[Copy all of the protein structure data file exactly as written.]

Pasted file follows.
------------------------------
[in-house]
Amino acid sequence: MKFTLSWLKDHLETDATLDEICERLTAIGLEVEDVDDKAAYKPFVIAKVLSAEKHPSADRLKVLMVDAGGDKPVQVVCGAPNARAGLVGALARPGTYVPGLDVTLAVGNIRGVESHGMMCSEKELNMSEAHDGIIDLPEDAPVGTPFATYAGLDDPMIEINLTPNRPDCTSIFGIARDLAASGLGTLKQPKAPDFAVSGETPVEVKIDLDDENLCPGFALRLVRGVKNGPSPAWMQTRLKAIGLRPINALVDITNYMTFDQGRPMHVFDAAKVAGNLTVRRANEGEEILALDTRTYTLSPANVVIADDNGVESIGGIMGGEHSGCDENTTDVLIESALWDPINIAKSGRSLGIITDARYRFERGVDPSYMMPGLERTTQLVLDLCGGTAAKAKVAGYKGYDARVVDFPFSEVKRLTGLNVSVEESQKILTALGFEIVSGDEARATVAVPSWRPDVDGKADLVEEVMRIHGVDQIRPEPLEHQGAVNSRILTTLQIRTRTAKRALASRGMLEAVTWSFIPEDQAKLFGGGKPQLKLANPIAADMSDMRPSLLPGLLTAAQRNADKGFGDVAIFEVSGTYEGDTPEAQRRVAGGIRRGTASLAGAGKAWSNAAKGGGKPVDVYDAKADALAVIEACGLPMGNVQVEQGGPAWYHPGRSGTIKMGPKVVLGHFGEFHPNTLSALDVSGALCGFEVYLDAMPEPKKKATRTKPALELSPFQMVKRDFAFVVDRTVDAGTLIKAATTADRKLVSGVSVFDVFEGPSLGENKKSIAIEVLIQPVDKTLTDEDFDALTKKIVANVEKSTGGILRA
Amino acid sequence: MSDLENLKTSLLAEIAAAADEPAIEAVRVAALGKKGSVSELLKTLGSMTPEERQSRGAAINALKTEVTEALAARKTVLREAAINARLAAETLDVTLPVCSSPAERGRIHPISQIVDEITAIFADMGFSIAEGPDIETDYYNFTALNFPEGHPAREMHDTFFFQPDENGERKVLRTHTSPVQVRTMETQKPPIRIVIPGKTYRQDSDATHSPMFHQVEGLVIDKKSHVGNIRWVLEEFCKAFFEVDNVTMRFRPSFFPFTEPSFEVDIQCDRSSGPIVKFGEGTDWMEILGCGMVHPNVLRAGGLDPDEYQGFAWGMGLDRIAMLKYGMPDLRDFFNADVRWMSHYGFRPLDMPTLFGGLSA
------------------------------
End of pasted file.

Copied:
[in-house]
Amino acid sequence: MKFTLSWLKDHLETDATLDEICERLTAIGLEVEDVDDKAAYKPFVIAKVLSAEKHPSADRLKVLMVDAGGDKPVQVVCGAPNARAGLVGALARPGTYVPGLDVTLAVGNIRGVESHGMMCSEKELNMSEAHDGIIDLPEDAPVGTPFATYAGLDDPMIEINLTPNRPDCTSIFGIARDLAASGLGTLKQPKAPDFAVSGETPVEVKIDLDDENLCPGFALRLVRGVKNGPSPAWMQTRLKAIGLRPINALVDITNYMTFDQGRPMHVFDAAKVAGNLTVRRANEGEEILALDTRTYTLSPANVVIADDNGVESIGGIMGGEHSGCDENTTDVLIESALWDPINIAKSGRSLGIITDARYRFERGVDPSYMMPGLERTTQLVLDLCGGTAAKAKVAGYKGYDARVVDFPFSEVKRLTGLNVSVEESQKILTALGFEIVSGDEARATVAVPSWRPDVDGKADLVEEVMRIHGVDQIRPEPLEHQGAVNSRILTTLQIRTRTAKRALASRGMLEAVTWSFIPEDQAKLFGGGKPQLKLANPIAADMSDMRPSLLPGLLTAAQRNADKGFGDVAIFEVSGTYEGDTPEAQRRVAGGIRRGTASLAGAGKAWSNAAKGGGKPVDVYDAKADALAVIEACGLPMGNVQVEQGGPAWYHPGRSGTIKMGPKVVLGHFGEFHPNTLSALDVSGALCGFEVYLDAMPEPKKKATRTKPALELSPFQMVKRDFAFVVDRTVDAGTLIKAATTADRKLVSGVSVFDVFEGPSLGENKKSIAIEVLIQPVDKTLTDEDFDALTKKIVANVEKSTGGILRA
Amino acid sequence: MSDLENLKTSLLAEIAAAADEPAIEAVRVAALGKKGSVSELLKTLGSMTPEERQSRGAAINALKTEVTEALAARKTVLREAAINARLAAETLDVTLPVCSSPAERGRIHPISQIVDEITAIFADMGFSIAEGPDIETDYYNFTALNFPEGHPAREMHDTFFFQPDENGERKVLRTHTSPVQVRTMETQKPPIRIVIPGKTYRQDSDATHSPMFHQVEGLVIDKKSHVGNIRWVLEEFCKAFFEVDNVTMRFRPSFFPFTEPSFEVDIQCDRSSGPIVKFGEGTDWMEILGCGMVHPNVLRAGGLDPDEYQGFAWGMGLDRIAMLKYGMPDLRDFFNADVRWMSHYGFRPLDMPTLFGGLSA